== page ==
Though it's considered one of the world’s most popular cuisines, Chinese fare is not a crowd favorite when it comes to fine dining (unless it’s for a family reunion or a dinner party paid for by your boss). Nan Bei at swanky Rosewood Bangkok wants to change this perception by gussying up Chinese fare with a touch of edgy glamor. And it’s doing so by putting these meals in a photogenic, jawdropping setting that doesn’t ascribe to typical Oriental stereotypes. As the elevator door opens to the 19th floor, you are immediately struck by thousands of glistening lights that are meant to symbolize a constellation of stars, in particular the constellation referencing the ancient Chinese folktale of The Cowherd and The Weaver Girl. The sad tale is about the Weaver Girl (represented by the star Vega) and the Cowherd (represented by the star Altair), who are separated by a river (represented by the Milky Way) and can only meet once a year on the seventh day of the seventh lunar month. A narrow corridor, decorated with tea sets, leads to the main dining chamber, which features a Peking duck station and a dim sum cooking station at each end. Art deco-inspired chandeliers and marble floors with Chinese patterns round up the décor. The restaurant’s name juxtaposes the Mandarin words for “south” and “north”, respectively. A brief discussion with the restaurant manager reveals that the menu is loosely inspired by cuisine from (you’ve guessed it) the northern and southern parts of China. In th
The best restaurants and cafes in Phloen Chit
Discover the best places to eat and drink in Phloen Chit
After a long wait, the crown jewel of Thailand’s first Park Hyatt is ready to be experienced. Taking over the top three stories of the hotel tower, Penthouse Bar + Grill is home to six different food and drink outlets: The Grill Room, Chef’s Table, The Cocktail Bar, The Mezzanine, The Whiskey Room and Rooftop Terrace. New York-based AvroKO studio (which also breathed life to the opulent House on Sathorn) created this space to depict an apartment of a fictional, globe-trotting jet setter whose life revolves around collecting unique vintage finds and outstanding art pieces from around the world. The art deco-influenced, marble-and wood-dominated venue is dotted with gentlemen’s toys, such as a vintage Royal Enfield bike, and colorful art pieces. For the complete dining experience, start your journey at the Grill Room on the 34th floor, which trains the spotlight on charcoal-grilled meat and seafood that’s sourced from all around the world. Start with something light like a round of Fine de Claire oysters from France (B560/6 pcs) or the refreshing Red Salad (beetroot, roasted pepper, cabbage, tomato, radish, pomegranate, goji berries, B430) before digging into a thick juicy steak. Options include grass-fed prime tenderloin (B950/180g) from the US or grass-fed Ranger’s Valley ribeye (B1,450/300g) from Australia. But if you’re coming in a group of at least four people, their giant wagyu beef tomahawk (B4,550/1.5kg) from Australia takes communal dining to a different level. Peruv
There’s a lot going on in Langsuan. A number of cool establishments have been popping up in the upscale residential neighborhoods over the last few years, from eateries serving fresh premium ingredients to greengrocers to posh condominium complexes and hotels. One of these newest additions is Kimpton Maa-Lai Bangkok, Thailand’s first Kimpton-branded hotel, located within the Sindhorn Village mixed-use mega-project. For those who are new to the brand, Kimpton is part of the InterContinental Hotels Group (IHG) family of hotel brands. From its playful and sophisticated design to award-winning restaurants and bars, the luxury boutique brand is known for creating immersive guest experiences that foster genuine human connection. The luxury hotel is set to officially open its doors in October, but it’s giving Bangkokians a taste of what to expect by first opening up its lobby café CRAFT. As its name implies, CRAFT prioritizes craftsmanship in every aspect of its business, from the natural wood and rock decorative details that make up its interiors to the coffee it serves to the service it offers. Grab a seat by the coffee counter and order yourself a serious cuppa brewed from high-quality beans sourced from Thai and foreign suppliers, including Bangkok-based brand Kad Kokao, local growers in Mae Tang, and growers in Costa Rica and Vietnam. A cup of regular coffee is, amazingly, priced as low as B90. If you’re in the mood to try something more atypical, try either the siphon-filtered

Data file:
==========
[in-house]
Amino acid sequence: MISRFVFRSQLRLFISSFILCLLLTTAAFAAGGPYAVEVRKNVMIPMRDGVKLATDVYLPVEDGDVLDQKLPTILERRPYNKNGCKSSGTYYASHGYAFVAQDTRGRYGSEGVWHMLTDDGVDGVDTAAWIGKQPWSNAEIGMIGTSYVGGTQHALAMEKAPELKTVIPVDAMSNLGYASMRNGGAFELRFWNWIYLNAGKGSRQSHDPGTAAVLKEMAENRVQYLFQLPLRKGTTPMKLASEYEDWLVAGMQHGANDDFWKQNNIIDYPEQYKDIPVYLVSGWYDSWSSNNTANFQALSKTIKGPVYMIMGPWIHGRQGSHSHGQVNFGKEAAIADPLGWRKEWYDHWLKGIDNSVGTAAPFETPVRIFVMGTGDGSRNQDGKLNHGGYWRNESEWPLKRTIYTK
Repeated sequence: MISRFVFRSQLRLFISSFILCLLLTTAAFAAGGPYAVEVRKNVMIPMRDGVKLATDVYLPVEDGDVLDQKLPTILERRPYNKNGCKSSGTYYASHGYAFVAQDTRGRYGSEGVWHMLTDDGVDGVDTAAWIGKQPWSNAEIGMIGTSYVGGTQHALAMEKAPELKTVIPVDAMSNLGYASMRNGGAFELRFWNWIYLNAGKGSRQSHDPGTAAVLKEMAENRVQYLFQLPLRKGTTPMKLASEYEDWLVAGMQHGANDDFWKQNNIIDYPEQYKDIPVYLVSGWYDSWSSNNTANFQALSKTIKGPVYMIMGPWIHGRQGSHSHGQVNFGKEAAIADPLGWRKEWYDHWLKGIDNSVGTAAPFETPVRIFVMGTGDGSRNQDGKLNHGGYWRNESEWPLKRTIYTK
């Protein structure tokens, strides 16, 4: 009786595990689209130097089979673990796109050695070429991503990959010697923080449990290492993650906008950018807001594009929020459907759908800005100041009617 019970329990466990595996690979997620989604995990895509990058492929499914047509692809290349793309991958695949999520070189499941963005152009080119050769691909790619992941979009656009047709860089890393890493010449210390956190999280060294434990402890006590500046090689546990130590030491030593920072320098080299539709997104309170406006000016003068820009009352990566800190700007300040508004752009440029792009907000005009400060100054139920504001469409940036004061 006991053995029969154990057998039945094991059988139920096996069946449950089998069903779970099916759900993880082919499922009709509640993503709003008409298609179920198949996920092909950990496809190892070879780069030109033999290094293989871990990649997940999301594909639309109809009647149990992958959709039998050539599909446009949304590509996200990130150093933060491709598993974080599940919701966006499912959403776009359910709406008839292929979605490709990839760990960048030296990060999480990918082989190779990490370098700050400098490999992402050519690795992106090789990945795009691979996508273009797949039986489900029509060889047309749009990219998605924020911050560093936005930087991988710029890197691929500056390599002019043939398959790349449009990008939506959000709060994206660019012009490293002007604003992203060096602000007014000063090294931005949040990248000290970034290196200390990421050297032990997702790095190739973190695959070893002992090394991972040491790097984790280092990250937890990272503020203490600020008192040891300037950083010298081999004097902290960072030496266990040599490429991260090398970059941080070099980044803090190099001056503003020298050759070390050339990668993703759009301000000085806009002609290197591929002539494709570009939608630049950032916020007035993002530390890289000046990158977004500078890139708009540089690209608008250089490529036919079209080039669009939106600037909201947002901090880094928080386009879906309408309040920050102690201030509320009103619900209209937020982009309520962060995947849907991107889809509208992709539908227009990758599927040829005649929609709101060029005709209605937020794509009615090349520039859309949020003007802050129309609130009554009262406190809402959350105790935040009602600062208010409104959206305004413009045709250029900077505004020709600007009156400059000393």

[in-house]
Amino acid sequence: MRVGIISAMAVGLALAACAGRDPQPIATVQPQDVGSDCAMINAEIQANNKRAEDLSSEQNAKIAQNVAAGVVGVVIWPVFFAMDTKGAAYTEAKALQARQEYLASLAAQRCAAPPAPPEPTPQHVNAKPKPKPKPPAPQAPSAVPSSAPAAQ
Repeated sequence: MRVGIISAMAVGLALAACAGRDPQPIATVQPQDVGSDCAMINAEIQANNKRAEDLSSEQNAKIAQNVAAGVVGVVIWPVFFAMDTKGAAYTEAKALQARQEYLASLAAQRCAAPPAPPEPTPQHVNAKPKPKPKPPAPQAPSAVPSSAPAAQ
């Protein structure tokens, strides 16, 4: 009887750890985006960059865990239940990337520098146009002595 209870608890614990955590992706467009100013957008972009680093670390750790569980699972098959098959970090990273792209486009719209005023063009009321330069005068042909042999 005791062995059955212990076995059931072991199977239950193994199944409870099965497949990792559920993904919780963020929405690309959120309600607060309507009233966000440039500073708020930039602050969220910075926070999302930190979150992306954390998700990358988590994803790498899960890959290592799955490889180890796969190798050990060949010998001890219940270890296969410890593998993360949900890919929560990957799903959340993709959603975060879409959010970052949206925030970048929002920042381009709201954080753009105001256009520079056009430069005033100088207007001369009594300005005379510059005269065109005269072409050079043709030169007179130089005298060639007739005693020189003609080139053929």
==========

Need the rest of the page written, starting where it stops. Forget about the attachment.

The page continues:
In Bangkok's highly competitive fine-dining scene, Gaa stands out from the rest, thanks to Chef Garima Arora’s willingness to break the boundaries that define Thai, Indian and Western fare. Relying on creativity and sheer audacity, Chef Garima reconstructs these cuisines through a beautiful series of dishes that highlight a meticulous exploration of Thai and Indian ingredients. The Mumbai-hailing journalist-turned-chef, who’s had experiences at Noma and Gaggan under her belt, has proven that she’s one to watch in the global culinary scene. This year, she was named Asia’s Best Female Chef by Asia’s 50 Best Restaurants, and her restaurant was once again given a star by the Michelin Guide Thailand. In her new tasting menu for Gaa, Chef Garima reveals a delightful complexity to familiar flavors by taking local ingredients to the next level. A gazpacho reveals sweet and tangy tastes from a blend of marian plum, tomato, pomelo, and grapes. The chicken liver and longan, a stayover from the previous tasting menu, give off a creamy mouthful, while grilled young corn brushed with chili and paired with corn emulsion, another favorite from last season’s offering, is still insanely addictive. Crayfish is now served two ways—one lying on khakhra (crispy flat bread) and brushed with crayfish oil, and another in prawn fat with radish, wasabi and beef garum. But what really leaves an impression are ingredients that are seemingly antagonistic to one another or “negative food pairing,” as the c